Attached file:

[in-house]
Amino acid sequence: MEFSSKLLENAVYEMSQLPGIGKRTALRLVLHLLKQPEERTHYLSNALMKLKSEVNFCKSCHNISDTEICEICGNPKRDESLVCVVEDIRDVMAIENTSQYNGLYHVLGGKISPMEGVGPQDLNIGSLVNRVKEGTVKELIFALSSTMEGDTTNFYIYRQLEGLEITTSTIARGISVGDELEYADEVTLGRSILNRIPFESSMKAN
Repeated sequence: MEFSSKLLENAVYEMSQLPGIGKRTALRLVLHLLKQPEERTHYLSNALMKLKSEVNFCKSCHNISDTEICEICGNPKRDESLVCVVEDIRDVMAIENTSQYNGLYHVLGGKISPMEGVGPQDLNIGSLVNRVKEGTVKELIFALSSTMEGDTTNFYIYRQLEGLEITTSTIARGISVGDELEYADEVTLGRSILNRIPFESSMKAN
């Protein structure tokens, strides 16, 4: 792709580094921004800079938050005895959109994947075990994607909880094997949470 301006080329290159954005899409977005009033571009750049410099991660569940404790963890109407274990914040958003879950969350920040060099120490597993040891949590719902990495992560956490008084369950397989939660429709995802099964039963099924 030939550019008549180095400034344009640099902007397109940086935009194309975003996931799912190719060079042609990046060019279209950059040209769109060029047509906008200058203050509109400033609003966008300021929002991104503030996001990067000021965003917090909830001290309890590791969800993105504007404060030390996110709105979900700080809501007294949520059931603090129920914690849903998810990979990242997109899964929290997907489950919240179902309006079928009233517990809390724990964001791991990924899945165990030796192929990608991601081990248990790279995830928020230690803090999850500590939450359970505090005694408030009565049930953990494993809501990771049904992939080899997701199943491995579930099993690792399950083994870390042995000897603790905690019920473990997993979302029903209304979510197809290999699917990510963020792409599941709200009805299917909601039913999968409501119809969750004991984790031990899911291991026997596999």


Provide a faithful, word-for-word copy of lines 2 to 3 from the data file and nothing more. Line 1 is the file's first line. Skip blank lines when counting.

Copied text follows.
Amino acid sequence: MEFSSKLLENAVYEMSQLPGIGKRTALRLVLHLLKQPEERTHYLSNALMKLKSEVNFCKSCHNISDTEICEICGNPKRDESLVCVVEDIRDVMAIENTSQYNGLYHVLGGKISPMEGVGPQDLNIGSLVNRVKEGTVKELIFALSSTMEGDTTNFYIYRQLEGLEITTSTIARGISVGDELEYADEVTLGRSILNRIPFESSMKAN
Repeated sequence: MEFSSKLLENAVYEMSQLPGIGKRTALRLVLHLLKQPEERTHYLSNALMKLKSEVNFCKSCHNISDTEICEICGNPKRDESLVCVVEDIRDVMAIENTSQYNGLYHVLGGKISPMEGVGPQDLNIGSLVNRVKEGTVKELIFALSSTMEGDTTNFYIYRQLEGLEITTSTIARGISVGDELEYADEVTLGRSILNRIPFESSMKAN